Railroad Accidents

Morrow & Sheppard are privileged to represent individuals injured or family members who have lost loved ones in accidents involving railroads. Please click here for a free, confidential consultation before your rights are jeopardized by a corporation, employer, or insurance company.

The Federal Employers Liability Act (“FELA”), codified at 45 U.S.C. § 51 et seq. is a United States federal law that protects railroad workers that are injured on the job. Under FELA, an injured railroad worker can sue in state or federal court. Under FELA, an injured employee is entitled to recover damages if his employer was in any way negligent, no matter how slight. Thus, if an employer was just 1% negligent and just 1% at fault for a railroad injury, the injured employee has a right to damages. Moreover, if the employer is shown to have violated a federal safety statute, no further negligence needs to be proven, and the injured employee has a right to damages. The stated purpose of FELA is to promote safety in every area of railroad operation. FELA imposes a requirement on railroad to provide a safe environment for its employees to work.

For over 100 years, railroads have been critical to our country’s economy and transportation systems. However, railroads are incredibly dangerous. The injury rate for workers associated with railroads is approximately double the rate for ordinary industry sectors. In other words, if you work for railroads—particularly as a brake, signal, or switch operator—you are more than twice as likely to be injured on the job. Making matters worse, injuries sustained at the railyard are often severe. This is not surprising. A single empty railcar typically can weigh 25-30 tons.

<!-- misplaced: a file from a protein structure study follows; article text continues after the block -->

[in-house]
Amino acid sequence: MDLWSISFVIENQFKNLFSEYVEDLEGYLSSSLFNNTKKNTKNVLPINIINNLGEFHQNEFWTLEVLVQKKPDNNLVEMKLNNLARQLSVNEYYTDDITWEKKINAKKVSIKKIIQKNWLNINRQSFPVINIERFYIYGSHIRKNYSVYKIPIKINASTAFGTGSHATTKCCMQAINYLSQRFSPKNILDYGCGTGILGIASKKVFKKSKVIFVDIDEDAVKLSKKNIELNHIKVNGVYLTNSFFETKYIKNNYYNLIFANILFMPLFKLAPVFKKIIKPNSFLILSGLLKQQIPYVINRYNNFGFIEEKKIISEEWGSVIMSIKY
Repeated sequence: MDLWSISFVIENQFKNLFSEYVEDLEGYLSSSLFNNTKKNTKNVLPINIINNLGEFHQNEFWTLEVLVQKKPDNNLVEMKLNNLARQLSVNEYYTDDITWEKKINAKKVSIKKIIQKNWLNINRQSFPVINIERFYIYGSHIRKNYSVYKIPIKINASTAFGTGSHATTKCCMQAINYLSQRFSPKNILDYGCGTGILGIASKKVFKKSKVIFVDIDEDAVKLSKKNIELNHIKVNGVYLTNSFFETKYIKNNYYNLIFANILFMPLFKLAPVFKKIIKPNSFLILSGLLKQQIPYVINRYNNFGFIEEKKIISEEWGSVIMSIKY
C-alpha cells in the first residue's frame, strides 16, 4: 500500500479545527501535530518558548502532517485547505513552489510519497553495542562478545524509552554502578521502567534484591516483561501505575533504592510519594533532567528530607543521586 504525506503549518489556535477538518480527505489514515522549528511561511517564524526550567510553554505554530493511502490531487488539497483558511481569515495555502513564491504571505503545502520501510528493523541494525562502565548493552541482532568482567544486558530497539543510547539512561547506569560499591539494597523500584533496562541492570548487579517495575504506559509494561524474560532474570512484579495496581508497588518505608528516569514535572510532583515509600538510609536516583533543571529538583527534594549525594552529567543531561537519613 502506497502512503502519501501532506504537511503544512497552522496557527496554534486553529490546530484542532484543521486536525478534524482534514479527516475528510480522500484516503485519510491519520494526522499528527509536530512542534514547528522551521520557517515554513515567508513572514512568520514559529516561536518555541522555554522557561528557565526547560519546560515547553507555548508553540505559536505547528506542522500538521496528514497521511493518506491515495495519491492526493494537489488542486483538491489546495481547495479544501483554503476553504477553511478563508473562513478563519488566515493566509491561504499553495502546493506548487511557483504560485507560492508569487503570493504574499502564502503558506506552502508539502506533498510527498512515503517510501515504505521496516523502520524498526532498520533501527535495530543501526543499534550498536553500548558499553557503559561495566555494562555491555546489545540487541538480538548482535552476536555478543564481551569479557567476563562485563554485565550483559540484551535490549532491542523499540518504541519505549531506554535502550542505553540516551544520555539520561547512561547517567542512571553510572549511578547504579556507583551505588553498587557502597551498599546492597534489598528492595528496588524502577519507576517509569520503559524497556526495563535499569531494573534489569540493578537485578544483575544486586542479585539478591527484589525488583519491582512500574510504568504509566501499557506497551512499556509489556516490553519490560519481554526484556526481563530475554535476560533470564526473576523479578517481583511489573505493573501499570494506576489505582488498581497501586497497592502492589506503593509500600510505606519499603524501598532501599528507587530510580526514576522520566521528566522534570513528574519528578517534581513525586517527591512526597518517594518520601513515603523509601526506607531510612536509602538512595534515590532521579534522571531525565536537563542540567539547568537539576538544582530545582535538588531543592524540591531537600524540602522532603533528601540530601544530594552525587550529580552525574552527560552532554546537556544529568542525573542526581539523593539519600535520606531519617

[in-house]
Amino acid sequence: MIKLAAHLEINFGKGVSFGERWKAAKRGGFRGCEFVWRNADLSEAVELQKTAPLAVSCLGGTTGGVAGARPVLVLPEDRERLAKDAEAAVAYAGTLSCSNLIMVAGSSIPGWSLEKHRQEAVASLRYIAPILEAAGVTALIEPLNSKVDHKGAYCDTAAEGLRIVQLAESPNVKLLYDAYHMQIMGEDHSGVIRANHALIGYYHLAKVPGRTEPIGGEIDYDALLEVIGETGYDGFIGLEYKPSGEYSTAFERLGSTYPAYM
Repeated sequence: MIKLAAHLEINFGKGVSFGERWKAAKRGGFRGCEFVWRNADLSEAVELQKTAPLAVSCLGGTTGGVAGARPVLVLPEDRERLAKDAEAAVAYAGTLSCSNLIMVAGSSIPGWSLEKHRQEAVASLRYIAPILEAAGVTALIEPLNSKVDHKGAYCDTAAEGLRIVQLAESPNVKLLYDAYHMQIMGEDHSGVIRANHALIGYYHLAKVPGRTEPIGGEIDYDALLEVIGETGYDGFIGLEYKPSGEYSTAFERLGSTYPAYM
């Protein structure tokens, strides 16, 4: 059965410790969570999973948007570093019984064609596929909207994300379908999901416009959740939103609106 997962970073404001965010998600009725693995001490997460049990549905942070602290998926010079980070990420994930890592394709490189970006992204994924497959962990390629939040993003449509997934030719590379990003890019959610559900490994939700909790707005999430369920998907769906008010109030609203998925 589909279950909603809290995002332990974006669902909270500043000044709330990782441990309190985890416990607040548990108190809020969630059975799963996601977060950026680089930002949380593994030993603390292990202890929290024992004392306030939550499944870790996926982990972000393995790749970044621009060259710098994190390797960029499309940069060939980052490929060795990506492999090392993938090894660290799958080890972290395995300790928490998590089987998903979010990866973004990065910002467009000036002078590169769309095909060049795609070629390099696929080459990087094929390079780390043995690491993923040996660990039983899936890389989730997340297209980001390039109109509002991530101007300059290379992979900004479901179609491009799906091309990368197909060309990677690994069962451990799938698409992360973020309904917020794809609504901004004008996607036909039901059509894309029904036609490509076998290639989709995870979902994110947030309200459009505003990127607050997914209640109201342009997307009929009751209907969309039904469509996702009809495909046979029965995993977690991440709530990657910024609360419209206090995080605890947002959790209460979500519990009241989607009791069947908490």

From 1993 to 2002, there were an astounding 1,221 fatal railroad-related incidents. Common causes of railroad related deaths include:

  • Crashes involving only railcars
  • Crashes involving railcars and non-railcars, such as cars at railroad crossings
  • Falls
  • Pedestrians (both railworkers and non-railworkers) struck
  • Being struck by moving objects

Common activities of railroad workers that can lead to serious injury or death include:

  • Maintaining the railroad
  • Constructing the railroad
  • Crossing railroads
  • Loading railcars
  • Operating railcar brakes and switches
  • Re-routing cars at the railyard
  • Setting warning signals
  • Signaling locomotive conductors
  • Coupling and uncoupling cars
  • Inspecting railcars, couplings, airhoses, handbrakes, etc.

The following types of damages may be available if you or a loved one was injured in an accident involving a railroad:

  • Lost wages
  • Lost earning capacity. These types of damages arise when someone can return to work after an injury, but not in the same capacity as before the accident.
  • Medical bills
  • Pain and suffering
  • Mental distress
  • Disfigurement
  • Shame and humiliation

Under FELA, there is no minimum or maximum limit to the amount of damages that may be awarded by a judge or jury.

If you or a loved one has sustained a serious injury in an accident involving a railroad, we can help. Please click here for a free, confidential consultation before your rights are jeopardized by a corporation, employer, or insurance company.

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